Training the artificial intelligence models that underpin web search engines, power smart assistants and enable driverless cars, consumes megawatts of energy and generates worrying carbon dioxide emissions. But new ways of training these models are proven to be greener.
Can federated learning save the world?
Artificial intelligence models are used increasingly widely in today’s world. Many carry out natural language processing tasks – such as language translation, predictive text and email spam filters. They are also used to empower smart assistants such as Siri and Alexa to ‘talk’ to us, and to operate driverless cars.
But to function well these models have to be trained on large sets of data, a process that includes carrying out many mathematical operations for every piece of data they are fed. And the data sets they are being trained on are getting ever larger: one recent natural language processing model was trained on a data set of 40 billion words.
As a result, the energy consumed by the training process is soaring. Most AI models are trained on specialised hardware in large data centres. According to a recent paper in the journal Science, the total amount of energy consumed by data centres made up about 1% of global energy use over the past decade – equalling roughly 18 million US homes. And in 2019, a group of researchers at the University of Massachusetts estimated that training one large AI model used in natural language processing could generate around the same amount of CO2 emissions as five cars would generate over their total lifetime.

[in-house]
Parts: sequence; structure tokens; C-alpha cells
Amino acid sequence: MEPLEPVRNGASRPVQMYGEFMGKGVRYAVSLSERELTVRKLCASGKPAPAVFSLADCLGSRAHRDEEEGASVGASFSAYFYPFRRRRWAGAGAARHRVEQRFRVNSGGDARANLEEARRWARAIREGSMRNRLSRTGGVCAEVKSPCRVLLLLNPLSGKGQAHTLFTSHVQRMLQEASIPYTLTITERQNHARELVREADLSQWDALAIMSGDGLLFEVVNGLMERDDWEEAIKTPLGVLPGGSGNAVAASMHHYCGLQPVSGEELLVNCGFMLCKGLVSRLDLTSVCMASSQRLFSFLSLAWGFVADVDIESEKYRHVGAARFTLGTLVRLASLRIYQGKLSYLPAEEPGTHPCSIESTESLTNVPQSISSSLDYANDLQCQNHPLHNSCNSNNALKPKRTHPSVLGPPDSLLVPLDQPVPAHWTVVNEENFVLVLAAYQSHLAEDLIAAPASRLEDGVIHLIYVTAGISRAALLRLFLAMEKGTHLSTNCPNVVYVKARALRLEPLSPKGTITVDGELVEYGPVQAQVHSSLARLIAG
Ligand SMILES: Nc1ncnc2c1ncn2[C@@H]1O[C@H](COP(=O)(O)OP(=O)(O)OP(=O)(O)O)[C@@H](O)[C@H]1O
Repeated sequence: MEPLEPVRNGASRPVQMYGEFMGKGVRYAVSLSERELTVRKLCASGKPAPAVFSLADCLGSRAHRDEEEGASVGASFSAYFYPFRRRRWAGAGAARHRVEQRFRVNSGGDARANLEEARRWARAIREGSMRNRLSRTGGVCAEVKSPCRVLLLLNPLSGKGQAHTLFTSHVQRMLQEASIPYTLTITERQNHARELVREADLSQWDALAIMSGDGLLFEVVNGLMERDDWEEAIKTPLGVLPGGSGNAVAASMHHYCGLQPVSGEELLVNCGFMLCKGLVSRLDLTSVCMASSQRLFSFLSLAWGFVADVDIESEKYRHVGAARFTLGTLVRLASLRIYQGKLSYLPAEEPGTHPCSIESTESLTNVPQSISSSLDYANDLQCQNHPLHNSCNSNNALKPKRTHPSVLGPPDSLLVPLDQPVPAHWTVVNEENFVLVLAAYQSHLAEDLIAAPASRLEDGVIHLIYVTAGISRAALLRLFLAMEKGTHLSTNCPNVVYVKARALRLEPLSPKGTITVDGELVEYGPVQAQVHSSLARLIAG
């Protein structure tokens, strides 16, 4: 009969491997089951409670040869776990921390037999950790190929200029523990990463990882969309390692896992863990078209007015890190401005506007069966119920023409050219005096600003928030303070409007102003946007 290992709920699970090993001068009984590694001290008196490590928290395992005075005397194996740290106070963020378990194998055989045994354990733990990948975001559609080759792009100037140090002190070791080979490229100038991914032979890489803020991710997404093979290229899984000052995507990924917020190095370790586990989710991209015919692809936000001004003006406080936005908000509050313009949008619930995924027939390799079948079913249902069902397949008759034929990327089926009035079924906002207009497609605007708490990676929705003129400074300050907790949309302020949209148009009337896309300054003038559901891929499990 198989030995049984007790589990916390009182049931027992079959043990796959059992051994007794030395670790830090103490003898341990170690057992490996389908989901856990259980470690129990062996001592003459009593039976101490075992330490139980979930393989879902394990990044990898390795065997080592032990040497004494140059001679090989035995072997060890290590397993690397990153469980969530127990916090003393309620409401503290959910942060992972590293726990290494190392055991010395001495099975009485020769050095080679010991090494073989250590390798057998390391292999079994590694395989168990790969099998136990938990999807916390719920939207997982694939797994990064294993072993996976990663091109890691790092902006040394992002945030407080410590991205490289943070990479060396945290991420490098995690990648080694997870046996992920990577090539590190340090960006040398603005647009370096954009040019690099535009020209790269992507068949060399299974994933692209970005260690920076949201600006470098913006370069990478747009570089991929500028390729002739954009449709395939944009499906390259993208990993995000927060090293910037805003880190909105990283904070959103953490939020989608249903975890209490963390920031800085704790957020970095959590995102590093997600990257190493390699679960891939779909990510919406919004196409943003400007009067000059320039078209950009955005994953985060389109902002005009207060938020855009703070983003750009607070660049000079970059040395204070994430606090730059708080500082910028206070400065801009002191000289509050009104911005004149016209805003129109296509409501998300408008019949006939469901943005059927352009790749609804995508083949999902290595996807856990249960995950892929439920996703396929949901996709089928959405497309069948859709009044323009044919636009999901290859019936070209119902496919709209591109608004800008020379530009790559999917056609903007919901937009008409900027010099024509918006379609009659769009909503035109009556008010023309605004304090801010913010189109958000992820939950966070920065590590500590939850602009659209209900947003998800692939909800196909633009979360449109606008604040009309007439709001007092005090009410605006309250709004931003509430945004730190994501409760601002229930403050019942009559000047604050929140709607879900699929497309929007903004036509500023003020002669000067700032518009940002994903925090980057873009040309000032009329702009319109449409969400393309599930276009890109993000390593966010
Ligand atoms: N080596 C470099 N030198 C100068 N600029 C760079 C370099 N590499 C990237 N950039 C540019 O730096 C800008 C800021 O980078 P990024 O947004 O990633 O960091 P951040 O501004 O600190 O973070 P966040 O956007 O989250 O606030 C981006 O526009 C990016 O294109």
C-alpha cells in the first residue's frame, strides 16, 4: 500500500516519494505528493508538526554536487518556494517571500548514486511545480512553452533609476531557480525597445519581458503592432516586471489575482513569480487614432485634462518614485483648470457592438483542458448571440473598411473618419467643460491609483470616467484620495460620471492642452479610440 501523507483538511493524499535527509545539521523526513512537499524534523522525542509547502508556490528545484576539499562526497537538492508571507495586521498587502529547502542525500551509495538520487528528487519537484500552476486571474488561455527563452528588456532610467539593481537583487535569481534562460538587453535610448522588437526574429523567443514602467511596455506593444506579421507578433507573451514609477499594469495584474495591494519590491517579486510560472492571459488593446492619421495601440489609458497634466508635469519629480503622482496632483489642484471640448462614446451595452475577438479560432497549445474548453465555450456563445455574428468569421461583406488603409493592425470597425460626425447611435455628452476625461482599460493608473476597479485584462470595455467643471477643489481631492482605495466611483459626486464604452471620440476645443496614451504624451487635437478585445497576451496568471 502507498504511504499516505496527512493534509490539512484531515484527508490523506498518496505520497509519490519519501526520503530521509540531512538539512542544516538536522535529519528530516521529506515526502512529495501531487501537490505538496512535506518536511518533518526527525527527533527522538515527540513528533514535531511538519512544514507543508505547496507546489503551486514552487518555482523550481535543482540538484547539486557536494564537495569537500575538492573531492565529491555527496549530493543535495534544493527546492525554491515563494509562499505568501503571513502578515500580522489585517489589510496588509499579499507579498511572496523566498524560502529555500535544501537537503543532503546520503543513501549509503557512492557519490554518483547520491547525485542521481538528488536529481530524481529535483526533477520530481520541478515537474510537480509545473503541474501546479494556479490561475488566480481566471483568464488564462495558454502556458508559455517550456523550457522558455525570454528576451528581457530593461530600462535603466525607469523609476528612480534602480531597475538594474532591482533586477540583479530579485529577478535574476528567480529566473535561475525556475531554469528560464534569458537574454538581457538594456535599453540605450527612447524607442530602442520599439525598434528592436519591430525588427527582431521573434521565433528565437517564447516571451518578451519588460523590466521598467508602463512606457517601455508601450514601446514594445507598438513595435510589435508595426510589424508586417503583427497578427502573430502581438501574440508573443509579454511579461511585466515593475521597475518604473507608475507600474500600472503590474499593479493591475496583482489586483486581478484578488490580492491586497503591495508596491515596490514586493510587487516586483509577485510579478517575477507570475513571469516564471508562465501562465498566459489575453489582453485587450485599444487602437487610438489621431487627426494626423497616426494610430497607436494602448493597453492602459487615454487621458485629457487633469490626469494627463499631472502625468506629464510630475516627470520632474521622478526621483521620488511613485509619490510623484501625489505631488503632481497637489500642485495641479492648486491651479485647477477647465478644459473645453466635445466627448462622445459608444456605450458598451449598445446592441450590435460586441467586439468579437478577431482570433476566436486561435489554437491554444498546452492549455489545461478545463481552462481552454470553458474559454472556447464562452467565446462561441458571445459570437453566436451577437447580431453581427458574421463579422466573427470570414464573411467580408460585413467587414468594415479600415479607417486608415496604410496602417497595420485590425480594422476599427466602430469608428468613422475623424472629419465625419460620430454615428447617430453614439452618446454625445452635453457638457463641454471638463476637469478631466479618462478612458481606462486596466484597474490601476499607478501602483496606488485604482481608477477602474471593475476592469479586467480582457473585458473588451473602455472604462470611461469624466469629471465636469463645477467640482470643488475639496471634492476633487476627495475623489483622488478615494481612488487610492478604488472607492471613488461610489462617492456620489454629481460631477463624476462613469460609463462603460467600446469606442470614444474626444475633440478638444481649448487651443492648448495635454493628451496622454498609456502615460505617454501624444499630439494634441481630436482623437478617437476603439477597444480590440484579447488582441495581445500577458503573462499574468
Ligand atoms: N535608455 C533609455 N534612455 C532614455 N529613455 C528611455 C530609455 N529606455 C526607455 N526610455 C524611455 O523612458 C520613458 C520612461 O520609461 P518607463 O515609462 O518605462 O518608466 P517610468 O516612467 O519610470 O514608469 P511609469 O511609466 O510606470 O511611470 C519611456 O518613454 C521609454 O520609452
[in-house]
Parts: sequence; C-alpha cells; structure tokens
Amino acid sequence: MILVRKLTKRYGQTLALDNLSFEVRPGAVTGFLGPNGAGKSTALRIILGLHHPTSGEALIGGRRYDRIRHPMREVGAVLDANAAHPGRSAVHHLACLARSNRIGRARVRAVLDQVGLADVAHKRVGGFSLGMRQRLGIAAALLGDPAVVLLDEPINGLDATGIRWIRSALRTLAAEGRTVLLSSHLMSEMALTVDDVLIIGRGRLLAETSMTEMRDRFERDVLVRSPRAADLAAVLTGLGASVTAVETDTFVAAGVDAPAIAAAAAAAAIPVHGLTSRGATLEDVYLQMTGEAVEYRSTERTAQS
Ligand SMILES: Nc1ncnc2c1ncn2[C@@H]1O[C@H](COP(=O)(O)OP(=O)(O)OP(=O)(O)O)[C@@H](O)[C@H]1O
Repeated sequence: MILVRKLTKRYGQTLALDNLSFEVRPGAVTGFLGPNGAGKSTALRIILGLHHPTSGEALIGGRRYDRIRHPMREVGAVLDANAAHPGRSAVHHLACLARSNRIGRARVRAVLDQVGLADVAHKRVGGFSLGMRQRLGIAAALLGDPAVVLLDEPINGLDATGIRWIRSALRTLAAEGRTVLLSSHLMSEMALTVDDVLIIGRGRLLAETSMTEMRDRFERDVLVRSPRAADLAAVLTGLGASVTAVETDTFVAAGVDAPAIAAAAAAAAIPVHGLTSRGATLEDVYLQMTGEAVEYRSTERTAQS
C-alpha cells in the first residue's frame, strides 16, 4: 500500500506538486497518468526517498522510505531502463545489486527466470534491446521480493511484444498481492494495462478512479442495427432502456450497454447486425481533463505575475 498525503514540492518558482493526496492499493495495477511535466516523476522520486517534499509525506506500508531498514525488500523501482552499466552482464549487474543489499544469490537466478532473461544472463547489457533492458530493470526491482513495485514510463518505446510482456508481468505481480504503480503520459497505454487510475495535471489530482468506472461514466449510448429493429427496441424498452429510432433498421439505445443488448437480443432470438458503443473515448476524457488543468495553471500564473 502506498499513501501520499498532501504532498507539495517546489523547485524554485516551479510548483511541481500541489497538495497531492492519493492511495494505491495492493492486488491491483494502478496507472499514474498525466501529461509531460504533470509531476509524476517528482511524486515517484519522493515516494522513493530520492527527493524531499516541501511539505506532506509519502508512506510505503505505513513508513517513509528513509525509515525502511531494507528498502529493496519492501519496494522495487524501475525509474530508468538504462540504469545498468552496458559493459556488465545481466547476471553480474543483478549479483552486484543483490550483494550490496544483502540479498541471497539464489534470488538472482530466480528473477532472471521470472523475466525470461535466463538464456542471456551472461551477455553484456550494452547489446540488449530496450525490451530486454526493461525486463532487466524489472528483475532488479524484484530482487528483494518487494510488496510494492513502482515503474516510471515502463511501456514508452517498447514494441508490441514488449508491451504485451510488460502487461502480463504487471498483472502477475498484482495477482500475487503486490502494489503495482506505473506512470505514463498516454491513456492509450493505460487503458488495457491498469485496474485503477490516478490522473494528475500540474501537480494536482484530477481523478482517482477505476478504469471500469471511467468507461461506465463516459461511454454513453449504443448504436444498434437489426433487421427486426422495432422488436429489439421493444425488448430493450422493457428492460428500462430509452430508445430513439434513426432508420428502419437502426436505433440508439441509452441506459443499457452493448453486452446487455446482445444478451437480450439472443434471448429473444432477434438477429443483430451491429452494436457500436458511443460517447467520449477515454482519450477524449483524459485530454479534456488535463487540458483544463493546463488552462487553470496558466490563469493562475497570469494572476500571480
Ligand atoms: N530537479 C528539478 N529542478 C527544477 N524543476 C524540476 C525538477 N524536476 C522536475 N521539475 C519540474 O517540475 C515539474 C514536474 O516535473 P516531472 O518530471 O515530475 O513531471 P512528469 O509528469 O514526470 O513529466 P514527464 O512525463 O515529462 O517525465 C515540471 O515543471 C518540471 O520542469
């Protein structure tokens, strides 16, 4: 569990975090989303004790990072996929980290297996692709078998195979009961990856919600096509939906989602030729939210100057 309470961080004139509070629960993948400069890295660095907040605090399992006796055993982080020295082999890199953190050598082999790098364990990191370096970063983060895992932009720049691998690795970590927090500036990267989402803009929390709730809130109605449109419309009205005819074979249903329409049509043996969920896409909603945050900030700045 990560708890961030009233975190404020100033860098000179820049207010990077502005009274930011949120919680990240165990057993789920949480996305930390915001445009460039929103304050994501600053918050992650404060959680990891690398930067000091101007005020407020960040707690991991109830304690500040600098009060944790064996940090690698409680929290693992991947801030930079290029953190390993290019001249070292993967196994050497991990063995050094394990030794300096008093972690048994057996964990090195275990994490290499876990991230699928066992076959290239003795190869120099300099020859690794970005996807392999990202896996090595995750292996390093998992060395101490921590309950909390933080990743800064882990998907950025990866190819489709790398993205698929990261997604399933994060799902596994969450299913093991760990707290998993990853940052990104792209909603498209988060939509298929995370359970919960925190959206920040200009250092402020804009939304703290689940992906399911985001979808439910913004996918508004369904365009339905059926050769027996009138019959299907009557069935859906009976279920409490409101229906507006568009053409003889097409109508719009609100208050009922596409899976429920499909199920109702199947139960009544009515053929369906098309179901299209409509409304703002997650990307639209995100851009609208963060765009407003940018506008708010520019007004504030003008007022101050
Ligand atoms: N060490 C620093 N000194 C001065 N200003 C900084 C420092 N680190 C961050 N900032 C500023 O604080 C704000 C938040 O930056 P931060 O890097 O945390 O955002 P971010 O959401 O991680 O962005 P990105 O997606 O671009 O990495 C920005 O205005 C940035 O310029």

Concerned by this, researchers in Cambridge's Department of Computer Science and Technology set out to investigate more energy-efficient approaches to training AI models. Working with collaborators at the University of Oxford, University College London, and Avignon Université, they explored the environmental impact of a different form of training – called federated learning – and discovered that it had a significantly greener impact.
Instead of training the models in data centres, federated learning involves training models across a large number of individual machines. The researchers found that this can lead to lower carbon emissions than traditional learning.
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Reproduced courtesy of the University of Cambridge
The University of Cambridge is acknowledged as one of the world's leading higher education and research institutions. The University was instrumental in the formation of the Cambridge Network and its Vice- Chancellor, Professor Stephen Toope, is also the President of the Cambridge Network.